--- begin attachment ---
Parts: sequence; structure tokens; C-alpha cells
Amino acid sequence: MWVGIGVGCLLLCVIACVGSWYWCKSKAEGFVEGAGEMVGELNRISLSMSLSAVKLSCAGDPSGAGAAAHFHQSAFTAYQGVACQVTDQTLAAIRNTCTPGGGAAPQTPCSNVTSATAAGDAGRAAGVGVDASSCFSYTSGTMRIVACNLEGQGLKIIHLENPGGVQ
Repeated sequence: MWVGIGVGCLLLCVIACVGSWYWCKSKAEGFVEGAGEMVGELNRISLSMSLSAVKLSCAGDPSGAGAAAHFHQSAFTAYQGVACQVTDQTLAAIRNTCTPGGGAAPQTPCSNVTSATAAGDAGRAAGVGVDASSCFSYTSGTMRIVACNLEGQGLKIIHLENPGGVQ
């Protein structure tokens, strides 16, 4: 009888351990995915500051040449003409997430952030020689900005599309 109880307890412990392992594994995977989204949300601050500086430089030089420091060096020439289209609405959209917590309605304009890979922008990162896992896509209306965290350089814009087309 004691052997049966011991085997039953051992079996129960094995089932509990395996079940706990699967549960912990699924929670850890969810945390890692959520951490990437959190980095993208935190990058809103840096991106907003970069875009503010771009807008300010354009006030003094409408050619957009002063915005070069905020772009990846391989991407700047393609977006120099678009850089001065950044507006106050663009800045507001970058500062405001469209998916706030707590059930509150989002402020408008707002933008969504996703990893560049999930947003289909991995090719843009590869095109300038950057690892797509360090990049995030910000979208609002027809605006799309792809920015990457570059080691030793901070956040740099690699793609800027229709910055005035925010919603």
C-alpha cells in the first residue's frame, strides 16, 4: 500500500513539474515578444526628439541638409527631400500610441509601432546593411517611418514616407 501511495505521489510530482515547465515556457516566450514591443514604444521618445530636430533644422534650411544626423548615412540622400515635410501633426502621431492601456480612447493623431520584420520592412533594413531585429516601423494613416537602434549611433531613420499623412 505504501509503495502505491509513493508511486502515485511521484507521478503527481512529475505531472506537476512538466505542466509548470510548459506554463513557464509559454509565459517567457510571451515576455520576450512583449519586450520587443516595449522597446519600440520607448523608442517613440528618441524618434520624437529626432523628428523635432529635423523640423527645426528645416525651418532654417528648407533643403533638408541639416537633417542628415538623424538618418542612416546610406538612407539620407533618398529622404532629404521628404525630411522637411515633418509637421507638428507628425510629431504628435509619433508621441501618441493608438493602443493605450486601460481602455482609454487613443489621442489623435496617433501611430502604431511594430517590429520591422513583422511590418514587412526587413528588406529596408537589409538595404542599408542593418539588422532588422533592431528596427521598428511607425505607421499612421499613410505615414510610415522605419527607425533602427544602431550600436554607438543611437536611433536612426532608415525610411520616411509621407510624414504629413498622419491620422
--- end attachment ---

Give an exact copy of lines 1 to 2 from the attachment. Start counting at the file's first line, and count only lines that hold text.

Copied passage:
Parts: sequence; structure tokens; C-alpha cells
Amino acid sequence: MWVGIGVGCLLLCVIACVGSWYWCKSKAEGFVEGAGEMVGELNRISLSMSLSAVKLSCAGDPSGAGAAAHFHQSAFTAYQGVACQVTDQTLAAIRNTCTPGGGAAPQTPCSNVTSATAAGDAGRAAGVGVDASSCFSYTSGTMRIVACNLEGQGLKIIHLENPGGVQ